Ancestry adds Scotland, National War Memorial Index 1914-1945

Ancestry (www.ancestry.co.uk) has added the following third party index:

Web: Scotland, National War Memorial Index, 1914-1945
https://www.ancestry.co.uk/search/collections/70908/
Original data: Edinburgh, Scotland: The Scottish National War Memorial (SNWM). "Roll Search." Accessed, 2022. "https://www.snwm.org/roll-search/.

General collection information

The Scottish National War Memorial collection includes names and details for people killed during the First and Second World Wars.

Using this collection

Information about each person may include:
First and last name
Military rank
Service number
Military awards and medals (decorations)
Birthplace
Date of death
Place of death
Cause of death
Unit name

If you only know that your ancestor served in the armed forces during one of the world wars, this database may provide details that shed light on their particular experience. Discovering your ancestor's military rank will provide insights into their role and the name of their unit can lead to unit histories that contain details of the battles in which they were involved.

Additional background details are available on the Ancestry collection page.

Chris

My new book Tracing Your Irish Ancestors Through Land Records is now available to buy at https://bit.ly/IrishLandRecords. Also available - Sharing Your Family History Online, Tracing Your Scottish Family History on the Internet, Tracing Your Irish Family History on the Internet (2nd ed), and Tracing Your Scottish Ancestry Through Church and State Records - to purchase, please visit https://bit.ly/ChrisPatonPSbooks. Further news published daily on The Scottish GENES Facebook page, and on Twitter @genesblog.

Forces War Records adds further medal rolls

Forces War Records (www.forces-war-records.co.uk) has added medal rolls from commemorative events at former royal pageant occasions:

The new collections available online on Forces War Records include*:

· King George V 1935 Silver Jubilee Medal Roll - Nominal rolls and category lists for the commemorative medal issued to celebrate the 25th anniversary of the coronation of King George V. The National Day of Celebration was held on the 6th May 1935 with a thanksgiving service held at St. Paul’s Cathedral. An approximate total of 85,235 medals were awarded.

· King George VI 1937 Coronation Medal Roll - Nominal rolls and category lists for the commemorative medal issued to celebrate the coronation of King George VI and Queen Elizabeth which took place on 12th May 1937 (with original digitised documents). An approximate total of 90,279 medals were awarded.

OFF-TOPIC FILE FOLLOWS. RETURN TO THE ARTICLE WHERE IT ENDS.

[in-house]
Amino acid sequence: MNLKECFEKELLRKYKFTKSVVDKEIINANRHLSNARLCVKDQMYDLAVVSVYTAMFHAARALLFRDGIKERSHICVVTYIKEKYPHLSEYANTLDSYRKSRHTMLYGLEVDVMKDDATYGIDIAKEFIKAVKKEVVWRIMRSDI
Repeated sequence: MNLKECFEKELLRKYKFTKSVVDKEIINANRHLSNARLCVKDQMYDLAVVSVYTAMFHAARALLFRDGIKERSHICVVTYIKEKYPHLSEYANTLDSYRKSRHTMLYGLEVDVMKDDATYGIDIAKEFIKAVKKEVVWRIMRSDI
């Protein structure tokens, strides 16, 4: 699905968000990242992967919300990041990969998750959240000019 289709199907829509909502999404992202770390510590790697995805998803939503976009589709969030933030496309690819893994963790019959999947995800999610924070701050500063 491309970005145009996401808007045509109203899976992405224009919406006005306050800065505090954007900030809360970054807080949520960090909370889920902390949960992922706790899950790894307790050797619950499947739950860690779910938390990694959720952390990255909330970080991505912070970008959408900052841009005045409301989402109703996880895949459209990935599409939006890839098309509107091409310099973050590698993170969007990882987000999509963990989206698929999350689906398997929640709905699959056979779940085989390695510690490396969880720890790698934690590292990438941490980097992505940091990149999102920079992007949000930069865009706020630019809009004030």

· Queen Elizabeth II 1953 Coronation Medal Roll - Nominal rolls and category lists for the commemorative medal issued to celebrate the coronation of Queen Elizabeth II on 2nd June 1953 and an approximate total of 138,214 medals were awarded.

· Queen Elizabeth II 1977 Silver Jubilee Medal Roll - Nominal rolls and category lists for the commemorative medal issued to celebrate the Silver Jubilee of Elizabeth II's accession to the throne on 6th February 1977 and an approximate total of 68,377 medals were awarded.

* A full access membership is required to view the records in the featured collection. See https://www.forces-war-records.co.uk/for full terms and conditions. 

Further details at the website.

(With thanks to Neil White)

 

Chris

My new book Tracing Your Irish Ancestors Through Land Records is now available to buy at https://bit.ly/IrishLandRecords. Also available - Sharing Your Family History Online, Tracing Your Scottish Family History on the Internet, Tracing Your Irish Family History on the Internet (2nd ed), and Tracing Your Scottish Ancestry Through Church and State Records - to purchase, please visit https://bit.ly/ChrisPatonPSbooks. Further news published daily on The Scottish GENES Facebook page, and on Twitter @genesblog.

Thursday, 26 May 2022

Scottish Genealogy Society library in Edinburgh closed until further notice

Yesterday I mentioned that there were issues with access to the Scottish Genealogy Society library in Edinburgh on Tuesday (http://scottishgenes.blogspot.com/2022/05/access-to-scottish-genealogy-society.html). 

The society has now posted the following update on its website at https://www.scotsgenealogy.com:

DUE TO UNFORESEEN CIRCUMSTANCES THE SOCIETY LIBRARY IS CLOSED UNTIL FURTHER NOTICE.

We apologise to members & the public for the inconvenience .

Please check the website for updates.

Chris

My new book Tracing Your Irish Ancestors Through Land Records is now available to buy at https://bit.ly/IrishLandRecords. Also available - Sharing Your Family History Online, Tracing Your Scottish Family History on the Internet, Tracing Your Irish Family History on the Internet (2nd ed), and Tracing Your Scottish Ancestry Through Church and State Records - to purchase, please visit https://bit.ly/ChrisPatonPSbooks. Further news published daily on The Scottish GENES Facebook page, and on Twitter @genesblog.

National Records of Scotland creaks slowly back towards normality

There's been an update from the National Records of Scotland (www.nrscotland.gov.uk) about its plans to return to some kind of normal, outlined at https://www.nrscotland.gov.uk/about-us/service-status. The following is the key part: